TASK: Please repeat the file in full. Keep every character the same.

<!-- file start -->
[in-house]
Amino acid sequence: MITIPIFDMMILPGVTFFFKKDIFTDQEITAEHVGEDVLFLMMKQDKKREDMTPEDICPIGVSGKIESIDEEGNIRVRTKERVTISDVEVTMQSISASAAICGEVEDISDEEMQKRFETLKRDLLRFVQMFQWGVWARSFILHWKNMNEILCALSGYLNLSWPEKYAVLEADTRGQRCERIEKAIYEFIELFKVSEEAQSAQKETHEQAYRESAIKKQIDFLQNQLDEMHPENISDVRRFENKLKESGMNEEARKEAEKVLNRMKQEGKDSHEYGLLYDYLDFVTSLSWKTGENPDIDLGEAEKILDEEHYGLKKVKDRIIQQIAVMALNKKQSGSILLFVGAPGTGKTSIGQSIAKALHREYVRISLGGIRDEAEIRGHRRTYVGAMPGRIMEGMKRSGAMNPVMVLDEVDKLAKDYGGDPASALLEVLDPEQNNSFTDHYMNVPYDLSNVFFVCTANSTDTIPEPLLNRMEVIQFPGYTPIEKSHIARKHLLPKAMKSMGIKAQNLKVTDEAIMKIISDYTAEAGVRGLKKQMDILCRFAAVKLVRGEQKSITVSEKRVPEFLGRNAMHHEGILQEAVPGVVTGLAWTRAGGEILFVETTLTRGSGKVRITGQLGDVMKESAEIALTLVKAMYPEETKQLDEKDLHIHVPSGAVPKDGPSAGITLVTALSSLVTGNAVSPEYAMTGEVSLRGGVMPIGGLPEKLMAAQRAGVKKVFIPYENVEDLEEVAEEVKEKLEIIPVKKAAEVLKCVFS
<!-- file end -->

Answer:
[in-house]
Amino acid sequence: MITIPIFDMMILPGVTFFFKKDIFTDQEITAEHVGEDVLFLMMKQDKKREDMTPEDICPIGVSGKIESIDEEGNIRVRTKERVTISDVEVTMQSISASAAICGEVEDISDEEMQKRFETLKRDLLRFVQMFQWGVWARSFILHWKNMNEILCALSGYLNLSWPEKYAVLEADTRGQRCERIEKAIYEFIELFKVSEEAQSAQKETHEQAYRESAIKKQIDFLQNQLDEMHPENISDVRRFENKLKESGMNEEARKEAEKVLNRMKQEGKDSHEYGLLYDYLDFVTSLSWKTGENPDIDLGEAEKILDEEHYGLKKVKDRIIQQIAVMALNKKQSGSILLFVGAPGTGKTSIGQSIAKALHREYVRISLGGIRDEAEIRGHRRTYVGAMPGRIMEGMKRSGAMNPVMVLDEVDKLAKDYGGDPASALLEVLDPEQNNSFTDHYMNVPYDLSNVFFVCTANSTDTIPEPLLNRMEVIQFPGYTPIEKSHIARKHLLPKAMKSMGIKAQNLKVTDEAIMKIISDYTAEAGVRGLKKQMDILCRFAAVKLVRGEQKSITVSEKRVPEFLGRNAMHHEGILQEAVPGVVTGLAWTRAGGEILFVETTLTRGSGKVRITGQLGDVMKESAEIALTLVKAMYPEETKQLDEKDLHIHVPSGAVPKDGPSAGITLVTALSSLVTGNAVSPEYAMTGEVSLRGGVMPIGGLPEKLMAAQRAGVKKVFIPYENVEDLEEVAEEVKEKLEIIPVKKAAEVLKCVFS